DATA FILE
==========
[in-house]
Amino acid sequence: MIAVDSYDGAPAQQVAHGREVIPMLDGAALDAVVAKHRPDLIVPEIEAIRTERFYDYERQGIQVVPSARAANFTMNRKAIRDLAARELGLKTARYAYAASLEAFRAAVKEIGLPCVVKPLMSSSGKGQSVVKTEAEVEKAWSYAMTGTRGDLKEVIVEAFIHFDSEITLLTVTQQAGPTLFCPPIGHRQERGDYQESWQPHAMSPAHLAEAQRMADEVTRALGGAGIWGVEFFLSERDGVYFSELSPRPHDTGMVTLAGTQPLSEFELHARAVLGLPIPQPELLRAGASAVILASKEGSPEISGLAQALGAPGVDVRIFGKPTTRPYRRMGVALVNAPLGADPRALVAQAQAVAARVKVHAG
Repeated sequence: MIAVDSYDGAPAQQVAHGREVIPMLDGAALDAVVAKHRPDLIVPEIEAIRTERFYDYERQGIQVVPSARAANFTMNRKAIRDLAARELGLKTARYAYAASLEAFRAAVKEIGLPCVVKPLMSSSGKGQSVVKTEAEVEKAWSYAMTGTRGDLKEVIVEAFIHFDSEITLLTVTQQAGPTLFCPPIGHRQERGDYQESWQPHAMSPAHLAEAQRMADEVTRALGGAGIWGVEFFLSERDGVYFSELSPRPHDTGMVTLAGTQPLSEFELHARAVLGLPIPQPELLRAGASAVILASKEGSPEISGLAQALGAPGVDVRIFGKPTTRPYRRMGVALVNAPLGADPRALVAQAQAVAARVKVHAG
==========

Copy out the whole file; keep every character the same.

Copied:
[in-house]
Amino acid sequence: MIAVDSYDGAPAQQVAHGREVIPMLDGAALDAVVAKHRPDLIVPEIEAIRTERFYDYERQGIQVVPSARAANFTMNRKAIRDLAARELGLKTARYAYAASLEAFRAAVKEIGLPCVVKPLMSSSGKGQSVVKTEAEVEKAWSYAMTGTRGDLKEVIVEAFIHFDSEITLLTVTQQAGPTLFCPPIGHRQERGDYQESWQPHAMSPAHLAEAQRMADEVTRALGGAGIWGVEFFLSERDGVYFSELSPRPHDTGMVTLAGTQPLSEFELHARAVLGLPIPQPELLRAGASAVILASKEGSPEISGLAQALGAPGVDVRIFGKPTTRPYRRMGVALVNAPLGADPRALVAQAQAVAARVKVHAG
Repeated sequence: MIAVDSYDGAPAQQVAHGREVIPMLDGAALDAVVAKHRPDLIVPEIEAIRTERFYDYERQGIQVVPSARAANFTMNRKAIRDLAARELGLKTARYAYAASLEAFRAAVKEIGLPCVVKPLMSSSGKGQSVVKTEAEVEKAWSYAMTGTRGDLKEVIVEAFIHFDSEITLLTVTQQAGPTLFCPPIGHRQERGDYQESWQPHAMSPAHLAEAQRMADEVTRALGGAGIWGVEFFLSERDGVYFSELSPRPHDTGMVTLAGTQPLSEFELHARAVLGLPIPQPELLRAGASAVILASKEGSPEISGLAQALGAPGVDVRIFGKPTTRPYRRMGVALVNAPLGADPRALVAQAQAVAARVKVHAG